Prime Minister Scott Morrison has pledged $452 million in a bid to address crucial issues in the aged care sector that have come to light following the Aged Care Royal Commission.
Speaking today, Morrison said the multi-million dollar package was being committed as part of the Government’s “immediate” response, but that more funding would be announced in coming months.
“There will be more and it will be comprehensive and addressed throughout the Budget process. I've made that very clear on numerous occasions,” Morrison said.
He said the royal commission has highlighted “great risks” that vulnerable and frail individual works encounter through the inadequate availability or training of care workers.
“Australians must be able to trust that their loved ones will be cared for appropriately and the community should have confidence in the system. This remains our clear goal.”
The aged care royal commission spanned two years and involved nearly 100 days of hearings, heard from 641 residents, staff, families and experts, accepted over 10,500 submissions, and has produced nearly 40 reports and research papers.
Speaking alongside Morrison, Health Minister Greg Hunt described the report, which lays out a five-year plan, as “monumental”.
“The central vision is of a nation where we value our elders, where we respect them, we provide care and we provide dignity. And we respond to their individual needs. That's the critical thing,” he said.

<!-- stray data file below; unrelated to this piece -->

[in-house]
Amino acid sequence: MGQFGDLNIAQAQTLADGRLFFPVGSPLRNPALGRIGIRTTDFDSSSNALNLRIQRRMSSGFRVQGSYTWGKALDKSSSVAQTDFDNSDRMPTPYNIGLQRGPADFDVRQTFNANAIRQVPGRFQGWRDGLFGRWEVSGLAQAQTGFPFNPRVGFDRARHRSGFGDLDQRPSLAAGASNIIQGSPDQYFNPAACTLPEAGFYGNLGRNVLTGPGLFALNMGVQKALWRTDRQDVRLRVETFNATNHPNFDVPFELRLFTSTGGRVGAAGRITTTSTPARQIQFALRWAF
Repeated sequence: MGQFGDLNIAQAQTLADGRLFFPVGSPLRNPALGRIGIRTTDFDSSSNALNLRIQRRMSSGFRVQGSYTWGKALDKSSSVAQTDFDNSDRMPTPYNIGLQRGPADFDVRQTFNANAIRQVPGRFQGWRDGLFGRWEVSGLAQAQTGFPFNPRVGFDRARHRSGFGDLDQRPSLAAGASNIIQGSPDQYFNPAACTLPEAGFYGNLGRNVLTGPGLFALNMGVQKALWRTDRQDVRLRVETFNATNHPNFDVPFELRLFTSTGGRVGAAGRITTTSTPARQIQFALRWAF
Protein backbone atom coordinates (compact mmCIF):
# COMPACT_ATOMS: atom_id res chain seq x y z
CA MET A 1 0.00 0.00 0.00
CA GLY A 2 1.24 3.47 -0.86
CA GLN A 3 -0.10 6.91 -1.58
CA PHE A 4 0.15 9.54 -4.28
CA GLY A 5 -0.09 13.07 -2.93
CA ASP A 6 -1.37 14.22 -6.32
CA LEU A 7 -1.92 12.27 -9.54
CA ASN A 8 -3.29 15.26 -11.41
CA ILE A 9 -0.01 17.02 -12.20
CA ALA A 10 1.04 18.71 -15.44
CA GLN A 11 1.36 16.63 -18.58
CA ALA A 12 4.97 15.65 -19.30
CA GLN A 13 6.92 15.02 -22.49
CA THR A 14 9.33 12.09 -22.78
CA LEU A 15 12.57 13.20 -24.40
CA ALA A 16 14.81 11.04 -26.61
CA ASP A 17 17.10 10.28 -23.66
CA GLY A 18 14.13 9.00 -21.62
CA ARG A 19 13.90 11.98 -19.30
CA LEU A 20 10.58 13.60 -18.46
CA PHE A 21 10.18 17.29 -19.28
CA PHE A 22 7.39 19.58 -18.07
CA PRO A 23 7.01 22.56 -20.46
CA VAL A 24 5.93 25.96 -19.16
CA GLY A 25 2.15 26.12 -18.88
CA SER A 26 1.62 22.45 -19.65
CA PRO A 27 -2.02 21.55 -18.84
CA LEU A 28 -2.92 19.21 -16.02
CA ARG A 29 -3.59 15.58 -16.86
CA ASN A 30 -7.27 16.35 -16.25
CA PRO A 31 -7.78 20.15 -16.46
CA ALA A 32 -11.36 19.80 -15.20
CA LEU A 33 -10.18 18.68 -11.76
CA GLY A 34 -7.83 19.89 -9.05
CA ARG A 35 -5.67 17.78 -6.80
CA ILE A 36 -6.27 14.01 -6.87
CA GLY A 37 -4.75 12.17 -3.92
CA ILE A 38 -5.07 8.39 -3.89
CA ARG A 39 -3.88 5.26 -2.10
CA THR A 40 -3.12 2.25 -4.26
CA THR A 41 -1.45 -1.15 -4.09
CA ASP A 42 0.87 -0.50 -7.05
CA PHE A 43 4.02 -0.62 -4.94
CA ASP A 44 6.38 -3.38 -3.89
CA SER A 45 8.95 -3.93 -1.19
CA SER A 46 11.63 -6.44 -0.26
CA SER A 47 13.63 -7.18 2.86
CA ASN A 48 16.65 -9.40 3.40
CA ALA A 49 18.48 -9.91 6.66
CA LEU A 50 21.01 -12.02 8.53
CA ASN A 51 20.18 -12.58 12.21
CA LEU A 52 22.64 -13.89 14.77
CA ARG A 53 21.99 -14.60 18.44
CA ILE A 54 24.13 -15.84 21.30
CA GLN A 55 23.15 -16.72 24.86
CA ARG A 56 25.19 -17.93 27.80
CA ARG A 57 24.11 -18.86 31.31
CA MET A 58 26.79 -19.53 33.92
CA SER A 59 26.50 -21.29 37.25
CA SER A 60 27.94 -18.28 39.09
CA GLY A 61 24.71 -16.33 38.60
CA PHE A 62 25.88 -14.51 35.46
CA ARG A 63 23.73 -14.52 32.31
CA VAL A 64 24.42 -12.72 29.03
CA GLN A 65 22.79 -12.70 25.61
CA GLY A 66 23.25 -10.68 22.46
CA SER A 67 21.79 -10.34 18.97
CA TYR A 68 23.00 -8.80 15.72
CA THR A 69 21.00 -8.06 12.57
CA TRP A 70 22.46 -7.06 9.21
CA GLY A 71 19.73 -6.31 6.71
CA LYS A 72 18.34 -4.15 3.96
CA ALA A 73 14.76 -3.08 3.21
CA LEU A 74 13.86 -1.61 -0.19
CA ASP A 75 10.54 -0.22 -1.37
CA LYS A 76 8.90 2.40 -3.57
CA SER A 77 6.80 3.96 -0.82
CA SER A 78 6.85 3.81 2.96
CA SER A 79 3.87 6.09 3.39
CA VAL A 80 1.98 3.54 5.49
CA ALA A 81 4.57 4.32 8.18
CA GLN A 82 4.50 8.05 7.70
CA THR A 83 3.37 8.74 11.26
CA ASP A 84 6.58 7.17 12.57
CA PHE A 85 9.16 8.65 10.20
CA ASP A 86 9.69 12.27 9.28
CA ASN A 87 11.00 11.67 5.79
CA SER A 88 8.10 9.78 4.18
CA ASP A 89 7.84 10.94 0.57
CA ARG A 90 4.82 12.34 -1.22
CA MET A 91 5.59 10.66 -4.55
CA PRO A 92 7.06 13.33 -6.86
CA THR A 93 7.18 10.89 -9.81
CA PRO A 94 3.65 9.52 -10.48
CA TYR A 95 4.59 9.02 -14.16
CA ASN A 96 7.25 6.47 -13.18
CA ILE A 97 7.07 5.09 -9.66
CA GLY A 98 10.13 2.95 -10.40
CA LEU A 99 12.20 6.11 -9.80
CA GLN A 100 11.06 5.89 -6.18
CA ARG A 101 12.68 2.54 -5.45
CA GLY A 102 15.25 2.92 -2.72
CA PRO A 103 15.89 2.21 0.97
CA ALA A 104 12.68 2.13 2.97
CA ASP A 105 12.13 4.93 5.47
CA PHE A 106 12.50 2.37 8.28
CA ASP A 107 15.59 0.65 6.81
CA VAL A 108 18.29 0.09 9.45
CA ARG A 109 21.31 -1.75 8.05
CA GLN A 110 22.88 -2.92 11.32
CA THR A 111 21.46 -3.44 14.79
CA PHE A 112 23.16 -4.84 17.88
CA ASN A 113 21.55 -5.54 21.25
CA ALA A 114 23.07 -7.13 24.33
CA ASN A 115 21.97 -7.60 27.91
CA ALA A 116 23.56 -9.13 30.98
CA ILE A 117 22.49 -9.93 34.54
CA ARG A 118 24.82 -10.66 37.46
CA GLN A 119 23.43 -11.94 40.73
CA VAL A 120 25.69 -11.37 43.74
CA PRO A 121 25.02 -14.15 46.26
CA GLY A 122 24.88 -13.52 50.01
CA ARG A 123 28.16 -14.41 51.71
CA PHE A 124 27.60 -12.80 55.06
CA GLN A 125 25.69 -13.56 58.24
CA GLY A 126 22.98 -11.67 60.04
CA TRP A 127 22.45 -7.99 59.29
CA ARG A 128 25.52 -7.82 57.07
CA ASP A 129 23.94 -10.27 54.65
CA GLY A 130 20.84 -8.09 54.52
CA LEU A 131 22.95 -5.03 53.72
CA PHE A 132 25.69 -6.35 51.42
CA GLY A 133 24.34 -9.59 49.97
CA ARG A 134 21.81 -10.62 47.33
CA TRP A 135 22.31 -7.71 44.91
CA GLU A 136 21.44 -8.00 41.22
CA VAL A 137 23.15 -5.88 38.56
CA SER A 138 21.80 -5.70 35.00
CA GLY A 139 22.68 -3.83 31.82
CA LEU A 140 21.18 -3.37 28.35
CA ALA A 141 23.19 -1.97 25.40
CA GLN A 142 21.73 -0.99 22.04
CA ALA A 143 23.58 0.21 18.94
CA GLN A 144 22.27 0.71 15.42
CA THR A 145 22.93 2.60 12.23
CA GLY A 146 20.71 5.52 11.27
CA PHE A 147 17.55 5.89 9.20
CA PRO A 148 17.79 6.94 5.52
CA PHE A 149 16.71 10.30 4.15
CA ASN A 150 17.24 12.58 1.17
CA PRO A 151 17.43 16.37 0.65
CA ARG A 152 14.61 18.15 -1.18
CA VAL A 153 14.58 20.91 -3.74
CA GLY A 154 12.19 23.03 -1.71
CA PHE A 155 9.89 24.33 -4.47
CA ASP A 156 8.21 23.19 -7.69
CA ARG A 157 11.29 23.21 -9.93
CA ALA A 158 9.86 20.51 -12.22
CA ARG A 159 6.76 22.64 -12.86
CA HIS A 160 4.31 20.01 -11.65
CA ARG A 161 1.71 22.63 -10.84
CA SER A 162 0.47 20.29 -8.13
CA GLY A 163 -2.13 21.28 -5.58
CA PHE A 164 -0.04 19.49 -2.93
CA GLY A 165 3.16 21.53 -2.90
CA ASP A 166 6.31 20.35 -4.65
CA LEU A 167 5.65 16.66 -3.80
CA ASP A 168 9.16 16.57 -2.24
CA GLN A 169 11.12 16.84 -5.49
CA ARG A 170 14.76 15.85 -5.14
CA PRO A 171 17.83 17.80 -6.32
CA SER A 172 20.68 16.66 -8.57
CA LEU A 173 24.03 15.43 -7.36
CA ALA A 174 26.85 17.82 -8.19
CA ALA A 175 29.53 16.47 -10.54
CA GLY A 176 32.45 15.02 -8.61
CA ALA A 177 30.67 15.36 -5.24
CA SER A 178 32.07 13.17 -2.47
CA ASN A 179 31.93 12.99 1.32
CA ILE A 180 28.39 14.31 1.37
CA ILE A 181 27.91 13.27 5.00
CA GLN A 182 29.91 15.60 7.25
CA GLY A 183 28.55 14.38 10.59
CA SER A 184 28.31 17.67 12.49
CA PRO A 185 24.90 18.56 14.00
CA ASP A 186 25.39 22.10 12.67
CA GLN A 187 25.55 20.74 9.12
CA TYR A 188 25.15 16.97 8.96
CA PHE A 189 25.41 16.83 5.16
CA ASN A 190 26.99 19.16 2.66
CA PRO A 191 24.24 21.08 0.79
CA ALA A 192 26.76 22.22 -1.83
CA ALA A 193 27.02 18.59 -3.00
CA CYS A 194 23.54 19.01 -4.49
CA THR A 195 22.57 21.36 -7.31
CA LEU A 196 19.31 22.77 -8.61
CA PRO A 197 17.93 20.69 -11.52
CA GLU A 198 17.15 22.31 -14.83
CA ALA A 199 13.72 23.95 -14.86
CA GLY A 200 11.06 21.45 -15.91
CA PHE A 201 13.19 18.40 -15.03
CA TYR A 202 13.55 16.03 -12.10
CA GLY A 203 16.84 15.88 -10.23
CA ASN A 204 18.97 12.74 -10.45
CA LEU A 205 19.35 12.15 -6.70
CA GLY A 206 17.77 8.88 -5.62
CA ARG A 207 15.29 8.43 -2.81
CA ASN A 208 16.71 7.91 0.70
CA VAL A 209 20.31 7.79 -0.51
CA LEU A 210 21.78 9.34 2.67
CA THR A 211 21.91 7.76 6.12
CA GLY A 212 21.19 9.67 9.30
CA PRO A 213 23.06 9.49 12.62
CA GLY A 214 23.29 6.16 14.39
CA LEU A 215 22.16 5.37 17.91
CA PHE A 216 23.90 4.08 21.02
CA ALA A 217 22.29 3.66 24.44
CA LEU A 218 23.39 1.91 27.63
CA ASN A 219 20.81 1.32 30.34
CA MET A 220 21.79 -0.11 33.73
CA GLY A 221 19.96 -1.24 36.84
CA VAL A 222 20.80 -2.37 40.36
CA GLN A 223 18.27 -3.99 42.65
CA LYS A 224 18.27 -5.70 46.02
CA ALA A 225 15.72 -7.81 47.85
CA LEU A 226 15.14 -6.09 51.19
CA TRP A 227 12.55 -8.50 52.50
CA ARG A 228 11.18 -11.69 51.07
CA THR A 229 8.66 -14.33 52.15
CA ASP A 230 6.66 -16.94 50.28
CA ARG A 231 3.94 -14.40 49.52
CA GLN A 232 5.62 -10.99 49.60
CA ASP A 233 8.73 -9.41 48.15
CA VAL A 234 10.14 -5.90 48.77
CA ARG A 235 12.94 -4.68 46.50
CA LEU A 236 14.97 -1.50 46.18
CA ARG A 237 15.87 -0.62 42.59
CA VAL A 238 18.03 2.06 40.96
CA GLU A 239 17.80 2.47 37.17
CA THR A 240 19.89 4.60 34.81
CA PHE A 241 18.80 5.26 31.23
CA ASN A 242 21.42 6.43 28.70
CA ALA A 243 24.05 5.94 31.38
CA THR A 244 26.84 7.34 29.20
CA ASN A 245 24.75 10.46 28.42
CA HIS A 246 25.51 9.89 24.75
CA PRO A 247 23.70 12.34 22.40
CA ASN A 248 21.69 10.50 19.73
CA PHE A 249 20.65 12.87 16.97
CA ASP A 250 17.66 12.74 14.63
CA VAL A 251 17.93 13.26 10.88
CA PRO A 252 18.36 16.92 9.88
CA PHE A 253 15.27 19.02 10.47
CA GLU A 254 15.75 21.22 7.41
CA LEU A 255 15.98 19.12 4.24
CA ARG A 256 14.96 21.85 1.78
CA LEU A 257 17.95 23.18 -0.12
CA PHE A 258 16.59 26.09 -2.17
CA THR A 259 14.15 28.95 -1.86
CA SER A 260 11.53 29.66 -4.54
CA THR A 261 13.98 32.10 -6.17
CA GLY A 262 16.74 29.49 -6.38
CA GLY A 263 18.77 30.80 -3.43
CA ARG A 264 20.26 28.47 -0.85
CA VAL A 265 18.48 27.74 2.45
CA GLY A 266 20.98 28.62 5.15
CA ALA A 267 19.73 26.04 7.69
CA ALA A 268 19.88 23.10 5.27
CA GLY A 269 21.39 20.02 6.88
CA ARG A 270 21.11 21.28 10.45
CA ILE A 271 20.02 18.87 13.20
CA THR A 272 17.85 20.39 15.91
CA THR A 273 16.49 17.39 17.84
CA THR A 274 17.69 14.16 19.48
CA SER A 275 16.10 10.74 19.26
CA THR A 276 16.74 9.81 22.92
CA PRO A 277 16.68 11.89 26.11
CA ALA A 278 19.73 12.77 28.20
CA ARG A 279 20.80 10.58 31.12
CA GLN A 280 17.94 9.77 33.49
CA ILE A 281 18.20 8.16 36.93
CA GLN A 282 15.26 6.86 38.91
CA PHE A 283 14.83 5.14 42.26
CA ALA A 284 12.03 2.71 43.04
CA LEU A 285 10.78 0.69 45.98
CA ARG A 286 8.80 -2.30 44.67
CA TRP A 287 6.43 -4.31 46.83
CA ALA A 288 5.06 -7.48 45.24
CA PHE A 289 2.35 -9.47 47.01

Hunt said the $452 million in funding would act to “immediately” address fee transparency and conduct an audit program of more than 400 facilities and providers.
Where is the money going?
$18.4 million will be dedicated to implementing a new quality control system of home care packages, and 1,500 additional audits across residential care facilities will be conducted.
A further $32 million will be dedicated to strengthening care provider quality, including extra powers for the Aged Care Quality and Safety Commission to appoint a 'senior restraint practitioner' that will enhance regulation around physical and chemical restraints.
About $280 million will go towards temporary financial support in residential care, including targeted support for residential aged care providers struggling with financial distress.
Nearly $92 million will also be committed to attract 18,000 new workers to the home and residential aged care workforce.
Finally, $30.1 million will go into funding training for aged home board members, creating stronger quality standards, and overhauling the Aged Care Act that dates back to 1997.
The Federal Government has said it will have a full response to the Royal Commission's recommendations by May, which is around the time the next Federal Budget is due.